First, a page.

Roy Hopkins is pictured stirring the coals in the pit under part of the barbecue prepared for the 1973 Sesquicentennial festival. Nearly 800 pounds of barbecue was sold during the weekend festival to festival-goers who were able to purchase barbecue by the sandwich, pound, plate, or shoulder. Leader archives/David Gwinn archives

What began as Tipton County’s Sesquicentennial in 1973 has evolved into the world’s oldest BBQ festival.

“It started from simple beginnings on Court Square, where one side of the square was blocked off from traffic,” reads a story about the event published in The Leader in 2001. “However, as the event and town grew, it became apparent that more space was needed.”

Since it began half a century ago, the event has changed from a fair held on the square, complete with parades and pageants, to a contest in Cobb Parr Park to determine who cooks the best barbecue. It still closely mirrors the Tipton County Fair and Bar-B-Q Festival which began taking place annually in 1979.


Back then the event began on a Thursday with Woman’s Day, which included homemaker demonstrations and a fashion show, and continued with arts and crafts, a livestock show, and the Miss Tipton County pageant on Friday;  the inaugural Covington Invitational swim meet, 10K run, treasure hunt and junior livestock show on Saturday; gospel singing and games on Sunday; and a demolition derby when the event wrapped on Monday evening. 

Back then, barbecue was served for lunch and dinner on Thursday and Friday, there was an open pit overnight Friday, all day Saturday, and for lunch on Sunday. The Jaycees cooked 800 pounds of barbecue that year and only had 40 pounds leftover. 

In 1976 the event, which was centered around the nation’s bicentennial, also featured the second signing of the Declaration of Independence, square dancing, the Rick Dees Show, motorcycle races, a tennis tournament, and a drawing for a 1910 replica Tin Lizzie, which was won by Mabel Teamer of Ripley.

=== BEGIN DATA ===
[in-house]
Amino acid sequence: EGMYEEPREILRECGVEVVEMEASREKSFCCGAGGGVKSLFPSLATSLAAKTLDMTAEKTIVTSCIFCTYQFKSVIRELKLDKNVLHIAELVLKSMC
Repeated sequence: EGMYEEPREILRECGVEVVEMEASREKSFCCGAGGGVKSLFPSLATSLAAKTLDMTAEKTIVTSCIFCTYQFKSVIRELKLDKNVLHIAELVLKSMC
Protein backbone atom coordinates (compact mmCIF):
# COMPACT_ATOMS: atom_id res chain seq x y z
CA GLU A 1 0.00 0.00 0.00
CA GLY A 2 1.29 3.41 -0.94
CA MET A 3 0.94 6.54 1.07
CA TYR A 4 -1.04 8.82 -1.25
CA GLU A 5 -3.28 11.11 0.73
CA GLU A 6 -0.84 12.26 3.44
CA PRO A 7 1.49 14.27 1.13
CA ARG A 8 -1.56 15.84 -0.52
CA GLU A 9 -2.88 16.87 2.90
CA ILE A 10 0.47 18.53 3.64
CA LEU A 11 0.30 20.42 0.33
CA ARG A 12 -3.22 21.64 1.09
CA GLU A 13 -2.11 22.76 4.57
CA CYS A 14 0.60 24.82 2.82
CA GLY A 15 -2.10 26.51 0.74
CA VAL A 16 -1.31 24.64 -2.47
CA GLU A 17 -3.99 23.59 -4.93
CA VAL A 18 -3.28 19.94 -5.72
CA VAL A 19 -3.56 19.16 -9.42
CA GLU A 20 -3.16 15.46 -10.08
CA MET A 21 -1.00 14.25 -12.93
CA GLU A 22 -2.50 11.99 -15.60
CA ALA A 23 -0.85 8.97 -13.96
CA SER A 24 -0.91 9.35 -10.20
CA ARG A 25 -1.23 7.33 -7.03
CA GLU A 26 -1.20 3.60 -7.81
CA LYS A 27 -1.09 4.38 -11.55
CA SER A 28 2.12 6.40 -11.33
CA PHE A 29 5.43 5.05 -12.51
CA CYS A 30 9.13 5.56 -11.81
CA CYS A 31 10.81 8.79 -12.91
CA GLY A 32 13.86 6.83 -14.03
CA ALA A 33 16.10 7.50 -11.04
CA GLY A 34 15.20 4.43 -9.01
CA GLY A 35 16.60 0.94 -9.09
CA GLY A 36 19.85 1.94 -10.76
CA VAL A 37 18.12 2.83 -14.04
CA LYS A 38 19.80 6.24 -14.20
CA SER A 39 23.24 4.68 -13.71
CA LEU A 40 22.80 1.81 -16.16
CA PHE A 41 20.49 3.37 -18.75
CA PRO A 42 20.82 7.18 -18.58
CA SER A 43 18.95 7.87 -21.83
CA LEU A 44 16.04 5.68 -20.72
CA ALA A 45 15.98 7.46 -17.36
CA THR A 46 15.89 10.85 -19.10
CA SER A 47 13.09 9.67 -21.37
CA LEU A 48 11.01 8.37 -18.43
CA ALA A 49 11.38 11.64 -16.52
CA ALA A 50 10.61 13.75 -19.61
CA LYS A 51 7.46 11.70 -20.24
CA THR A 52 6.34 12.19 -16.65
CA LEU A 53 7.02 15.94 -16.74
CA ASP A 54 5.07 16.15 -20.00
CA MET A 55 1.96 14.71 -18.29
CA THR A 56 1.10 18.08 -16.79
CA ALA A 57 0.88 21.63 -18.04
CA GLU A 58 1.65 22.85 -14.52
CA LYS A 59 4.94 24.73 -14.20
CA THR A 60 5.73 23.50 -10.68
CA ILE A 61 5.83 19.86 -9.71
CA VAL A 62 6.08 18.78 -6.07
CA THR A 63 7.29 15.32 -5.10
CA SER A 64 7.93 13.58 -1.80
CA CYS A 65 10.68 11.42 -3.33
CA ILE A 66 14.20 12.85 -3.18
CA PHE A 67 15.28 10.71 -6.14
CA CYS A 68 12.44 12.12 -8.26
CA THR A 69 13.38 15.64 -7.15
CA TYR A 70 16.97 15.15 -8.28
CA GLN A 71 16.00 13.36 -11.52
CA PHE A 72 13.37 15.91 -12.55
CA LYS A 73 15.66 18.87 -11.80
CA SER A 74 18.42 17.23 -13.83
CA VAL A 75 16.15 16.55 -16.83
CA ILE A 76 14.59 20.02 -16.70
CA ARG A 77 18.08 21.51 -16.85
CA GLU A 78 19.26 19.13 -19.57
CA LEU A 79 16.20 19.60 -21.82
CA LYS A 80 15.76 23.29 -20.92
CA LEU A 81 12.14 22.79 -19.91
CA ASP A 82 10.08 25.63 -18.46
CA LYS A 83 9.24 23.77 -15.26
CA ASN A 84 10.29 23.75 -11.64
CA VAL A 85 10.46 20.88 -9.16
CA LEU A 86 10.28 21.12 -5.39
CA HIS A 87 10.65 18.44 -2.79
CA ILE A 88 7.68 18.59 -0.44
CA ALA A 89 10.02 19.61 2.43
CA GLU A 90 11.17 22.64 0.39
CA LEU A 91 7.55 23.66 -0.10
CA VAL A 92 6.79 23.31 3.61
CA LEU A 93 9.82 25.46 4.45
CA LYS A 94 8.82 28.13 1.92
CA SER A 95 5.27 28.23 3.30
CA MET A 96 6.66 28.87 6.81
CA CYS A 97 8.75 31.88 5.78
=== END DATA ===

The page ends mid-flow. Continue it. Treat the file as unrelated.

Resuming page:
In 1990, the event featured a country music showdown, ice cream eating contest, and Dixie Youth Baseball state tournament. That year Jaycee Rodger Beasley, who recently passed away, told the paper the event had become known as the “granddaddy of all cooking contests.” 

Who could have imagined, back in 1973, that the barbecue cooking contest would still be going half a century later?

Present Day

Over the years the event’s organizers have added things – like a sock hop, car shows, bungee jumping, team penning, cornhole tournaments, and more – to attract different people to the festival. 

Today the event’s primary focus is the barbecue cooking contest and it’s kept its most popular, traditional events: live music, the demolition derby, and a truck and tractor pull. 

This year’s event will kick off on Thursday, June 2 and continue through Saturday, June 4. 

In addition to the contest, there will be bounce houses and music on Friday and Saturday, the demolition derby on Friday, and the truck and tractor pull on Saturday. 

It’s an event 50 years in the making, an event you won’t want to miss. 

The Leader has published a commemorative 50th Annual World’s Oldest BBQ Festival special publication. It’s available in subscriber copies of the paper, online for subscribers, and at the event. You can also see the event’s Facebook page for more information.

Echo Day
Author: Echo Day

Echo Day is an award-winning journalist, photographer and designer. She is currently The Leader's managing editor.